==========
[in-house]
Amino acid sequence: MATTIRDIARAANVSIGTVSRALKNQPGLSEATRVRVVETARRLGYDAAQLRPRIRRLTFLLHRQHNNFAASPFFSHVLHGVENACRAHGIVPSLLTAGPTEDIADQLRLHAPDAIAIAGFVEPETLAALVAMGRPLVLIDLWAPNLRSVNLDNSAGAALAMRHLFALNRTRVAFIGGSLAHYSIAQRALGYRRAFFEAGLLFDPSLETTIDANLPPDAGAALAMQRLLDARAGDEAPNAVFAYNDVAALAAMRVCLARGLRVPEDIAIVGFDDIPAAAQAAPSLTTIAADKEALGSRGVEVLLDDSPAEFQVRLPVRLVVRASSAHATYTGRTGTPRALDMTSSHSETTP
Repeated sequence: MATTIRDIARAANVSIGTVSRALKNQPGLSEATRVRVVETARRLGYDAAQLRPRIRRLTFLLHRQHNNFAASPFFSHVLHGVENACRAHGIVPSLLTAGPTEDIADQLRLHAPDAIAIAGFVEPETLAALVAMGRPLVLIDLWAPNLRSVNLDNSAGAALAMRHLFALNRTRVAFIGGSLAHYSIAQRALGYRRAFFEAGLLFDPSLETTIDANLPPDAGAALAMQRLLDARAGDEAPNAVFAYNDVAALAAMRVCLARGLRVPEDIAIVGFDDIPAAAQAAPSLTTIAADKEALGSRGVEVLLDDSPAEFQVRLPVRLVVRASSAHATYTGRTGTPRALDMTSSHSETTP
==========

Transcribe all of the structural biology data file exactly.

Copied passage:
[in-house]
Amino acid sequence: MATTIRDIARAANVSIGTVSRALKNQPGLSEATRVRVVETARRLGYDAAQLRPRIRRLTFLLHRQHNNFAASPFFSHVLHGVENACRAHGIVPSLLTAGPTEDIADQLRLHAPDAIAIAGFVEPETLAALVAMGRPLVLIDLWAPNLRSVNLDNSAGAALAMRHLFALNRTRVAFIGGSLAHYSIAQRALGYRRAFFEAGLLFDPSLETTIDANLPPDAGAALAMQRLLDARAGDEAPNAVFAYNDVAALAAMRVCLARGLRVPEDIAIVGFDDIPAAAQAAPSLTTIAADKEALGSRGVEVLLDDSPAEFQVRLPVRLVVRASSAHATYTGRTGTPRALDMTSSHSETTP
Repeated sequence: MATTIRDIARAANVSIGTVSRALKNQPGLSEATRVRVVETARRLGYDAAQLRPRIRRLTFLLHRQHNNFAASPFFSHVLHGVENACRAHGIVPSLLTAGPTEDIADQLRLHAPDAIAIAGFVEPETLAALVAMGRPLVLIDLWAPNLRSVNLDNSAGAALAMRHLFALNRTRVAFIGGSLAHYSIAQRALGYRRAFFEAGLLFDPSLETTIDANLPPDAGAALAMQRLLDARAGDEAPNAVFAYNDVAALAAMRVCLARGLRVPEDIAIVGFDDIPAAAQAAPSLTTIAADKEALGSRGVEVLLDDSPAEFQVRLPVRLVVRASSAHATYTGRTGTPRALDMTSSHSETTP